The Financial Conduct Authority has accused insurers of failing to focus on value for customers.
Britain’s financial watchdog has accused general insurance companies of failing to consider customers’ value for money within their products and services. Insurance CEOs have been warned that the watchdog is prepared to take action against their firms as well as against the senior management of those insurers.
According to the F.C.A., insurance companies are failing to provide policyholders with value.
The Financial Conduct Authority (F.C.A.) issued a letter to the CEOs of several general insurance companies that sell homeowners, auto, travel and pet insurance. The letter told the CEOs that their manufacturing, sales and distribution practices leave the door open for customers to buy the wrong products, receive poor service, or pay too much money.
“We are going to carry out further supervisory work to make sure that firms meet their obligations and will not hesitate to use the full range of our regulatory powers,” said F.C.A. executive director of supervision for retail and authorizations Jonathan Davidson in a statement.
The F.C.A. stated that shopping at general insurance companies is problematic through its intermediary chain.
The F.C.A. pointed to a problem in buying general insurance through the involvement of a chain of various intermediaries. Its letter stated that this chain “can result in customers paying significantly higher prices than the production and delivery costs of the products they are buying.”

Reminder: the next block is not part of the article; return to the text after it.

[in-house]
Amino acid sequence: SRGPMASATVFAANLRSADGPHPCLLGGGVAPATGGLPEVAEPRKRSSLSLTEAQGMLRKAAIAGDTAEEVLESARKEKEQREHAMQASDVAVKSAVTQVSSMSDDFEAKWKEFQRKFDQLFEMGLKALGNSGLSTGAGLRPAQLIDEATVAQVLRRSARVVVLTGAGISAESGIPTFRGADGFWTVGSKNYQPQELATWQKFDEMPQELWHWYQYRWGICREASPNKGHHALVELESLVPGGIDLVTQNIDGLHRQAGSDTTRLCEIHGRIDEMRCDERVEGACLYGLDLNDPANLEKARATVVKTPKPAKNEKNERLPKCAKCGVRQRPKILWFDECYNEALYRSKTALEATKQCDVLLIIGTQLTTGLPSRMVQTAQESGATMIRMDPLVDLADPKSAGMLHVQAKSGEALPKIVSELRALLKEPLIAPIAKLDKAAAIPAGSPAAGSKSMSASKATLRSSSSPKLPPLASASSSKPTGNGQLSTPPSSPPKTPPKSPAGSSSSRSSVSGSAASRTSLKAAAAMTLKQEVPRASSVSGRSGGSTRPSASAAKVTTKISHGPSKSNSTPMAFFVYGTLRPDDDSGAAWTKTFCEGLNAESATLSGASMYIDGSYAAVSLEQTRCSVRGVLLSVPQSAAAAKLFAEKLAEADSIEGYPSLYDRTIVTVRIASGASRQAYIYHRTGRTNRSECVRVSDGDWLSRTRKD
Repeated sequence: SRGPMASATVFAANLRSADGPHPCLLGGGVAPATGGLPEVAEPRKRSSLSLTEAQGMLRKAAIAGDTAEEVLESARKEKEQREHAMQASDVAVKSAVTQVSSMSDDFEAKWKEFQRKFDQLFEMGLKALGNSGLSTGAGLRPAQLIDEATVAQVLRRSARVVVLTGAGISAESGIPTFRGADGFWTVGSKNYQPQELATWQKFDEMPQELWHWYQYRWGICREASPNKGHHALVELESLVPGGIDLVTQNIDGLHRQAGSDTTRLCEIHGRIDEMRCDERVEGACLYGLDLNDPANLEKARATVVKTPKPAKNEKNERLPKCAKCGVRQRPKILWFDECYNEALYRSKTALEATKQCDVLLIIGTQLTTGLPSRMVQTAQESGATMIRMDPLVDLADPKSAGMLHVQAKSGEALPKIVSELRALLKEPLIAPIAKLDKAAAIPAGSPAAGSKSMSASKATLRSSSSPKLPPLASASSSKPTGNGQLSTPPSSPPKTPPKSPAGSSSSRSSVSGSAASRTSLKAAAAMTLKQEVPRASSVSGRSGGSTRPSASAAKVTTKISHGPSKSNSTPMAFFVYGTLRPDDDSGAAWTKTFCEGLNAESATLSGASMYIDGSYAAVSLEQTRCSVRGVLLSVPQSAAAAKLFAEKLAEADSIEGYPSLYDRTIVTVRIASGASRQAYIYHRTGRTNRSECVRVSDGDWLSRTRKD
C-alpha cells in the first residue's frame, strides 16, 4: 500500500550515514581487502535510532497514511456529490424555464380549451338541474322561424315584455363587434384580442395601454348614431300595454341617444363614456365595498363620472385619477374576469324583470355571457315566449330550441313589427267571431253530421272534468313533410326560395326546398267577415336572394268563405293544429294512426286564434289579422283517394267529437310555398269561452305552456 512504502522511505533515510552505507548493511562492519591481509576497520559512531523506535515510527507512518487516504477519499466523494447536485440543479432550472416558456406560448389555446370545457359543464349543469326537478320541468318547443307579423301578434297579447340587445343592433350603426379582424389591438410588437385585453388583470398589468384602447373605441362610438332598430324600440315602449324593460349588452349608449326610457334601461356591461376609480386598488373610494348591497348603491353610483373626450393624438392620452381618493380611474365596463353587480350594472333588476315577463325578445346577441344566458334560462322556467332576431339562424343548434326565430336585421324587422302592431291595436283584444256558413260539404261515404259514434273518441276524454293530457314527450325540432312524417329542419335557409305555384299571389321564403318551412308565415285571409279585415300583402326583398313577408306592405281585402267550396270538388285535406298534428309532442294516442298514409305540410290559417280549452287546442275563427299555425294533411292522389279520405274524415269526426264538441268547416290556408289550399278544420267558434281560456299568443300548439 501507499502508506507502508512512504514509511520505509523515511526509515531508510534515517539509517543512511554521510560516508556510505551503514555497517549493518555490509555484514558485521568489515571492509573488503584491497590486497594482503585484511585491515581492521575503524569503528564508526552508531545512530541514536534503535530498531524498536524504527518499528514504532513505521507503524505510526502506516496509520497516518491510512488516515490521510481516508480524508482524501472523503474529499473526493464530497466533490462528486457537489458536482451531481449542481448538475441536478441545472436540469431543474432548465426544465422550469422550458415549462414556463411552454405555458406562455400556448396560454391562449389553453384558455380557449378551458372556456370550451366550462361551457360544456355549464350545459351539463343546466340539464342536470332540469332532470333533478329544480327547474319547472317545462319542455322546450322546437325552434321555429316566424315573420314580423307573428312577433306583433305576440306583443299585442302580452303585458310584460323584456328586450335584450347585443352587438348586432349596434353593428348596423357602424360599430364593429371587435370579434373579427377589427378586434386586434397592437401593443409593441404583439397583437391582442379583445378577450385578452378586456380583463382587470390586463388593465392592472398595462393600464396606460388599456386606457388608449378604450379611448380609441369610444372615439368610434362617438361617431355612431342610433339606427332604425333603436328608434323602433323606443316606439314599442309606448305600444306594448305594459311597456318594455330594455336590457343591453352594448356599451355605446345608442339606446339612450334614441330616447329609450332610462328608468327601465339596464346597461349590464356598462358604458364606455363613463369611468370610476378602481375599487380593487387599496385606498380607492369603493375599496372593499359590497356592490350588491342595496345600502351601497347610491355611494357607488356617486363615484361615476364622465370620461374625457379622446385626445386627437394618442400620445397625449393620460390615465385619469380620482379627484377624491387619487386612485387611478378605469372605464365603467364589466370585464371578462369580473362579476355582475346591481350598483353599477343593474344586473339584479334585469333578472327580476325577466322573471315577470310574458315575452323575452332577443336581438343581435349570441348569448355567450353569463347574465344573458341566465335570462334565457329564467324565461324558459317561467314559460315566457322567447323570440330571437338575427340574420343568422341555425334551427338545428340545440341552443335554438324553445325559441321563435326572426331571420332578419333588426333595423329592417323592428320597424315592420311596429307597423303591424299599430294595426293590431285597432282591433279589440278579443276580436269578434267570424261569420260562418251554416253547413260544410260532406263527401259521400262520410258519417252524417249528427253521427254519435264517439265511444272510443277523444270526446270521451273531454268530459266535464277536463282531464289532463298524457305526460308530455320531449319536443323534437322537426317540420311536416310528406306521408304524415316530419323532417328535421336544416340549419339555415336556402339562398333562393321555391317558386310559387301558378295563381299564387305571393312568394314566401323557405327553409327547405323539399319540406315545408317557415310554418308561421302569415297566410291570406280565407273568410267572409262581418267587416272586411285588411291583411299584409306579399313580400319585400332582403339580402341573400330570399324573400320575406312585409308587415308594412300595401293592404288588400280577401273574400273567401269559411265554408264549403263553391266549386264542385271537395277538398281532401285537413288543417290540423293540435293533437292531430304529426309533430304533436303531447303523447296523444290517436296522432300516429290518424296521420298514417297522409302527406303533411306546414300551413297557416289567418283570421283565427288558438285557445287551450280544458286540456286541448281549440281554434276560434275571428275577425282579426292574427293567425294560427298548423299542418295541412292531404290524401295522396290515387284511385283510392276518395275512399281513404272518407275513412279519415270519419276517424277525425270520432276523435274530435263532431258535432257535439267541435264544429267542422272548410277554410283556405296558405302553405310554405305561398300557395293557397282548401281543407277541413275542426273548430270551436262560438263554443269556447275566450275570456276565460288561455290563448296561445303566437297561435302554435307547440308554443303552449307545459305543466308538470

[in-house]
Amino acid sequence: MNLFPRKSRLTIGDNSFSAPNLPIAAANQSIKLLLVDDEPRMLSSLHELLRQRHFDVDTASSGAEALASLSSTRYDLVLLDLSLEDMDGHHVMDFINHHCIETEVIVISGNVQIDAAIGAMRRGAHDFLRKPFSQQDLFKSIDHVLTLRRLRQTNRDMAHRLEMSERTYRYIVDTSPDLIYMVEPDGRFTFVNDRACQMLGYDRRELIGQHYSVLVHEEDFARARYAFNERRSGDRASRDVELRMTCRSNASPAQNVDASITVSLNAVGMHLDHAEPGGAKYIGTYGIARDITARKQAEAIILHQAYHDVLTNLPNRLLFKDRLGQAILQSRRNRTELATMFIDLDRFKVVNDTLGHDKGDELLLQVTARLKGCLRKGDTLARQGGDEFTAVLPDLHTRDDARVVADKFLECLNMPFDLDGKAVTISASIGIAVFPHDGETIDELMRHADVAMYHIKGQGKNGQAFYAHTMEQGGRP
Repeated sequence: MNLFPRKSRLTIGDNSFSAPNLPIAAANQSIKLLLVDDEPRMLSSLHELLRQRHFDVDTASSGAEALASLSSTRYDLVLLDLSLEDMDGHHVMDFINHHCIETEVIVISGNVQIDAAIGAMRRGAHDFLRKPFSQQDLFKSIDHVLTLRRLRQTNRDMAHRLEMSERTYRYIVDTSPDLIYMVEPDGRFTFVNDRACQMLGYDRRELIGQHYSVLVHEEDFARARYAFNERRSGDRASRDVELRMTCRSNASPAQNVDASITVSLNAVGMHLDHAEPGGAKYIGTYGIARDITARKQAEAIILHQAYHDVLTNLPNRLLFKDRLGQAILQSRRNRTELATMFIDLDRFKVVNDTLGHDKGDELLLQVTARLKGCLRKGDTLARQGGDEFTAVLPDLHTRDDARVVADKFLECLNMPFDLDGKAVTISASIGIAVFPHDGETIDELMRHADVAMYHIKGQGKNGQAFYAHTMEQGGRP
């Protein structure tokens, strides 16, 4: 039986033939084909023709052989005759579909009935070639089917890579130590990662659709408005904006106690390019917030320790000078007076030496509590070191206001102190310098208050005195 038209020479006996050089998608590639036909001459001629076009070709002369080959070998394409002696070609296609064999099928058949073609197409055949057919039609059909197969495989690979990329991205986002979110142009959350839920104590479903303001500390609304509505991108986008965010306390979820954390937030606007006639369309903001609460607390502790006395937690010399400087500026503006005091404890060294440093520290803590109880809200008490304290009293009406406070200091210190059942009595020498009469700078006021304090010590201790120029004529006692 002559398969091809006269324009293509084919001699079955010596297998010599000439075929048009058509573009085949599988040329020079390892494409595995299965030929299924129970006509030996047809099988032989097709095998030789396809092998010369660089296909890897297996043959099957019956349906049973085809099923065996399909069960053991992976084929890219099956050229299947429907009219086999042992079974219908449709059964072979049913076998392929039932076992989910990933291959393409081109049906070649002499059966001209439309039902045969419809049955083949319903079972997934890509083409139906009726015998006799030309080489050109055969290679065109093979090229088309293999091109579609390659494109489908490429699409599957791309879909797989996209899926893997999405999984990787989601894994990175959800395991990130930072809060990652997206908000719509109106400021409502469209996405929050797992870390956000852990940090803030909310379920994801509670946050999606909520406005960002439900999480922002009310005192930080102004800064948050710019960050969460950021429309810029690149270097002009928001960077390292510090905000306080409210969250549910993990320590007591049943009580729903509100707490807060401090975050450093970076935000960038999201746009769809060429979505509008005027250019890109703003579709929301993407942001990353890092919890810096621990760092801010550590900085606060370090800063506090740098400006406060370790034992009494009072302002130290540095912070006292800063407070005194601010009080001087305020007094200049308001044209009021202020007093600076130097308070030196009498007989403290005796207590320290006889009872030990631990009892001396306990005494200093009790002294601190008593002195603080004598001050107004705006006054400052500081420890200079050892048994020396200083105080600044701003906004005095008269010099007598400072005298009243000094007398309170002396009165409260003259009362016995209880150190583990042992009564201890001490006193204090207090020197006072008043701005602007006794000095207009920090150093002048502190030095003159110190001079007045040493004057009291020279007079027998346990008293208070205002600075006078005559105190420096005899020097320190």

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It added that there is also a high chance of “unsuitable sales.” For example, when the insurance is sold at the same time as a non-financial product such as a vacation, a major appliance or a car. Furthermore, the F.C.A. said that customers weren’t always the recipients of good service, especially when filing complaints or claims.
In the F.C.A. letter to the CEOs of the general insurance companies, the watchdog stated that it expected them to make the necessary changes to better their distribution processes. It also underscored its own intention to continue with ongoing and expanded supervisory efforts.
“The majority of customers, buying direct from a broker or from a comparison website, should not be concerned with these findings,” said the Association of British Insurers in a Reuters article. “There are clearly remaining problems in some distribution chains, and it is very important that these are addressed.”